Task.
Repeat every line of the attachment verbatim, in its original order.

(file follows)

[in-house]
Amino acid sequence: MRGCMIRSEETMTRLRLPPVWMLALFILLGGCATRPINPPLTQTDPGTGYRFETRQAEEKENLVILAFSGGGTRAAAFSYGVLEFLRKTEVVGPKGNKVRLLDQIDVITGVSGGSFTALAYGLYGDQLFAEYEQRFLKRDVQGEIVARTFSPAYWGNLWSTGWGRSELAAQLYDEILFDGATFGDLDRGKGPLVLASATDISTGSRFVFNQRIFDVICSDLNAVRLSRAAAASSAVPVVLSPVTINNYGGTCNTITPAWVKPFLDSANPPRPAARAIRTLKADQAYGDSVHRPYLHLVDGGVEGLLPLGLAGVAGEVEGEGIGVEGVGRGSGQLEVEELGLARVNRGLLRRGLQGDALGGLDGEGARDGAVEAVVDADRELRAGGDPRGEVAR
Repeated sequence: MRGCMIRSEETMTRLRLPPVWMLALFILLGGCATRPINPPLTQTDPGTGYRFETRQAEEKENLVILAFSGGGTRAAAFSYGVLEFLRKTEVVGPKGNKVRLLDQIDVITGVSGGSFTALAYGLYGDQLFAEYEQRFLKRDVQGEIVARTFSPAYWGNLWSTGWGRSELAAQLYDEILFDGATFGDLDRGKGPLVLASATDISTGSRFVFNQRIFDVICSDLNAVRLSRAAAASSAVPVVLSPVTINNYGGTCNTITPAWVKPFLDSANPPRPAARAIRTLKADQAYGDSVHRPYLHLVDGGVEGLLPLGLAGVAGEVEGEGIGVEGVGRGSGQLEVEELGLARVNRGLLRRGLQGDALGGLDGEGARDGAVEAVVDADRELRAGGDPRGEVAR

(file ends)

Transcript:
[in-house]
Amino acid sequence: MRGCMIRSEETMTRLRLPPVWMLALFILLGGCATRPINPPLTQTDPGTGYRFETRQAEEKENLVILAFSGGGTRAAAFSYGVLEFLRKTEVVGPKGNKVRLLDQIDVITGVSGGSFTALAYGLYGDQLFAEYEQRFLKRDVQGEIVARTFSPAYWGNLWSTGWGRSELAAQLYDEILFDGATFGDLDRGKGPLVLASATDISTGSRFVFNQRIFDVICSDLNAVRLSRAAAASSAVPVVLSPVTINNYGGTCNTITPAWVKPFLDSANPPRPAARAIRTLKADQAYGDSVHRPYLHLVDGGVEGLLPLGLAGVAGEVEGEGIGVEGVGRGSGQLEVEELGLARVNRGLLRRGLQGDALGGLDGEGARDGAVEAVVDADRELRAGGDPRGEVAR
Repeated sequence: MRGCMIRSEETMTRLRLPPVWMLALFILLGGCATRPINPPLTQTDPGTGYRFETRQAEEKENLVILAFSGGGTRAAAFSYGVLEFLRKTEVVGPKGNKVRLLDQIDVITGVSGGSFTALAYGLYGDQLFAEYEQRFLKRDVQGEIVARTFSPAYWGNLWSTGWGRSELAAQLYDEILFDGATFGDLDRGKGPLVLASATDISTGSRFVFNQRIFDVICSDLNAVRLSRAAAASSAVPVVLSPVTINNYGGTCNTITPAWVKPFLDSANPPRPAARAIRTLKADQAYGDSVHRPYLHLVDGGVEGLLPLGLAGVAGEVEGEGIGVEGVGRGSGQLEVEELGLARVNRGLLRRGLQGDALGGLDGEGARDGAVEAVVDADRELRAGGDPRGEVAR